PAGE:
One in 16 American women considers her first sexual experience a forced one, according to a new study published by the Journal of the American Medical Association. The study, titled “Association Between Forced Sexual Initiation and Health Outcomes Among US Women,” analyzed 13,310 American women between the ages of 18 and 44 between 2011 and 2017, finding that 6.5 percent—an estimated 3.3 million—would categorize their sexual initiation as some form of rape.
Furthermore, the study found those first forced encounters occurring at an average age of 15-and-a-half years old. (For comparison’s sake, 17.4 years is the average age of consensual sex for women.) The average age of their perpetrator was 27, which Dr. Laura Hawks, a research fellow at Harvard’s Cambridge Health Alliance and main author of the study told NPR indicates a “major power discrepancy.” Study results were culled from participants in the CDC’s National Survey of Family Growth.
With the objective of identifying “the prevalence of forced sexual initiation among US women and its association with subsequent reproductive, gynecologic, and general health outcomes,” the study also found that:
Compared with women with voluntary sexual initiation, women with forced sexual initiation were more likely to experience an unwanted first pregnancy or abortion...endometriosis...pelvic inflammatory disease...and problems with ovulation or menstruation...Survivors of forced sexual initiation more frequently reported illicit drug use...fair or poor health...and difficulty completing tasks owing to a physical or mental health condition...
But as Hawks notes, “It’s quite alarming, and that’s just the tip of the iceberg because this study is only including women aged 18 to 44. You can imagine that if we asked this of women of all ages, absolutely the number would be many millions higher.”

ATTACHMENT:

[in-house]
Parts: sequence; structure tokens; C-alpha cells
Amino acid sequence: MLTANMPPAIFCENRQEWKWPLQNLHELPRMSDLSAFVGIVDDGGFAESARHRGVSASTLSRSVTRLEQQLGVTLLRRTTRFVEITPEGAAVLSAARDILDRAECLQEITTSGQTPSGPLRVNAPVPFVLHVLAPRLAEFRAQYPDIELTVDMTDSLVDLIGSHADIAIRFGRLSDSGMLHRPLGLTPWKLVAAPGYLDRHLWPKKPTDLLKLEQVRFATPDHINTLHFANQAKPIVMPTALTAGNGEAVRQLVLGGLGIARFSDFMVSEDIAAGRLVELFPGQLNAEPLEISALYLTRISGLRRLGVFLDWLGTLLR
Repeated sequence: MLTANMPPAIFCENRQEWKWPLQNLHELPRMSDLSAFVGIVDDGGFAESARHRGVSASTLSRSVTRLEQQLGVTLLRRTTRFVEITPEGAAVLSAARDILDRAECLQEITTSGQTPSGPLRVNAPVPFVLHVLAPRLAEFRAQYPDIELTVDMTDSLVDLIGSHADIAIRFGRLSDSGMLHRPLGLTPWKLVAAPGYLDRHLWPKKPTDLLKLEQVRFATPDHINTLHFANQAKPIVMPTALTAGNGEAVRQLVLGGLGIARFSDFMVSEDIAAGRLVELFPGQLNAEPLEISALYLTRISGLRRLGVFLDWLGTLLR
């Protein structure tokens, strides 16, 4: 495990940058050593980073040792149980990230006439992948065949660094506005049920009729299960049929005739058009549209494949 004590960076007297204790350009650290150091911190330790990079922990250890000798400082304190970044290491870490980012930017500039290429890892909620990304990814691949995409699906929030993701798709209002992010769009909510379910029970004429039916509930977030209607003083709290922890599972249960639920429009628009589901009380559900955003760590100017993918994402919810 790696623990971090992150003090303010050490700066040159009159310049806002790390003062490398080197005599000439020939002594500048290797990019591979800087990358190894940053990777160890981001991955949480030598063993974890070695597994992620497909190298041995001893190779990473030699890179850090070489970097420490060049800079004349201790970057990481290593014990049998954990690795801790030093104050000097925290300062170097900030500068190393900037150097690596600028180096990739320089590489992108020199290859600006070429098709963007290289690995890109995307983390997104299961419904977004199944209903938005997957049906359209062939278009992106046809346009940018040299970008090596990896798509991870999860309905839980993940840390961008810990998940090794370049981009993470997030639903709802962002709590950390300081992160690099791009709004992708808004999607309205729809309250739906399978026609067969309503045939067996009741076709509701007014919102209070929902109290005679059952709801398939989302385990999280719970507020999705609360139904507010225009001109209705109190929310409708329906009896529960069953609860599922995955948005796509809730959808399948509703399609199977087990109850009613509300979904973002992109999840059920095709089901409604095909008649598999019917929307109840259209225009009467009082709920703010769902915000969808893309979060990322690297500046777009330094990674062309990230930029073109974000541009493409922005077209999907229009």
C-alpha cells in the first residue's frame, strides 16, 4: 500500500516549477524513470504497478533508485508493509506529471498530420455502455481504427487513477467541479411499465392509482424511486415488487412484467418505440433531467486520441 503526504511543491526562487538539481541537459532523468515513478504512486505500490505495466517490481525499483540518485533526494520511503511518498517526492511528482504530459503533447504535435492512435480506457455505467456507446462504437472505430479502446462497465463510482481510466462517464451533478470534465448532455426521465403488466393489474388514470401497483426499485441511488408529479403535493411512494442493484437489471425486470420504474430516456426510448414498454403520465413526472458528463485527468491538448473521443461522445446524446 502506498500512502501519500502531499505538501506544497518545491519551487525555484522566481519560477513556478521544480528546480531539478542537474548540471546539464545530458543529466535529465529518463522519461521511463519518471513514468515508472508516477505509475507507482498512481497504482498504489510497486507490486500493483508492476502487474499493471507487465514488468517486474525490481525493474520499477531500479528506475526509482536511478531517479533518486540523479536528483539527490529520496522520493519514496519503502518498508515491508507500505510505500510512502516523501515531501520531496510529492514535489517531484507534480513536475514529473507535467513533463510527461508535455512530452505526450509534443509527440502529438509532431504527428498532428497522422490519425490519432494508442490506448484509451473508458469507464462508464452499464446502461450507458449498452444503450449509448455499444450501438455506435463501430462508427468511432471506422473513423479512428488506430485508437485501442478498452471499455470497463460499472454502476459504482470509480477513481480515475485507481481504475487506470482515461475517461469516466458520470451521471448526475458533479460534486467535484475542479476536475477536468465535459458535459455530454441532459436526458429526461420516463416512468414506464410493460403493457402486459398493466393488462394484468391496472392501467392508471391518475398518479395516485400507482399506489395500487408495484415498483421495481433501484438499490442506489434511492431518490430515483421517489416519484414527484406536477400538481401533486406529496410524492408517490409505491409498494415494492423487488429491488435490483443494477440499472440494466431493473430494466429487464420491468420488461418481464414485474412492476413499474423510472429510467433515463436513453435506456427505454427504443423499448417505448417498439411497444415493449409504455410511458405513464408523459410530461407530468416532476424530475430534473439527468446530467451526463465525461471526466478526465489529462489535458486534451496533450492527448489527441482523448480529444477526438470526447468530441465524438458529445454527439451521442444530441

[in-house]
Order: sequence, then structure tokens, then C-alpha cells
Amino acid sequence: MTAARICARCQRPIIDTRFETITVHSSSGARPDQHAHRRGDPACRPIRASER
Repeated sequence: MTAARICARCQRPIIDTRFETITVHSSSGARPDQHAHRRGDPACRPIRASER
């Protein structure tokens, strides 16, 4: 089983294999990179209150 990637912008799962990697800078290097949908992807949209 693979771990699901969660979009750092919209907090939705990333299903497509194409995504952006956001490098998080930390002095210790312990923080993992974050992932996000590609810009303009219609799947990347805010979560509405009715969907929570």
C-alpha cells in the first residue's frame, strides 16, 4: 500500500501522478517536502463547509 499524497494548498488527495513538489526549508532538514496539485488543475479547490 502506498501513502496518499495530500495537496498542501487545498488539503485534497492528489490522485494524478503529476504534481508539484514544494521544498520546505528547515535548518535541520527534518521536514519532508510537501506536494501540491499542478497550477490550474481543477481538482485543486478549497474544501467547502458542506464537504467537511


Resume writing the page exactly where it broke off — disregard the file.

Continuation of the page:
It’s worth noting that the study, which is one of the first to study rape as an initial sexual encounter, concluded in 2017, a year that coincidentally marked the advent of the #MeToo movement as we currently know it. Dr. Marks identifies this sea change as a reason that even her study’s disturbing findings may be a significant underestimate. “More women may feel more comfortable identifying their experiences of sexual violence today than they did just a few years ago,” she told NPR.
And to be clear, the study’s results included not only physical force but also verbal and emotional forms of coercion, as NPR reports.
More than 26% said they were physically threatened during the encounter, 46% said they were physically held down. Over half (56%) of them said they were verbally pressured into having sex, and 16% said that their partner threatened to end the relationship if they didn’t have sex. These forms of coercion were not mutually exclusive.
And while verbal coercion isn’t generally regarded with the same seriousness or sympathy as physical force, at least one additional researcher, University of Calif. at San Francisco assistant professor Carolyn Gibson, tells NPR that “these emotional experiences and pressures are incredibly problematic.”
“The definition of rape is any sexual encounter that’s unwanted or nonconsensual,” said Hawks. “And when a [woman or girl] is coerced into having sex that she doesn’t want to have, that is still considered a rape.”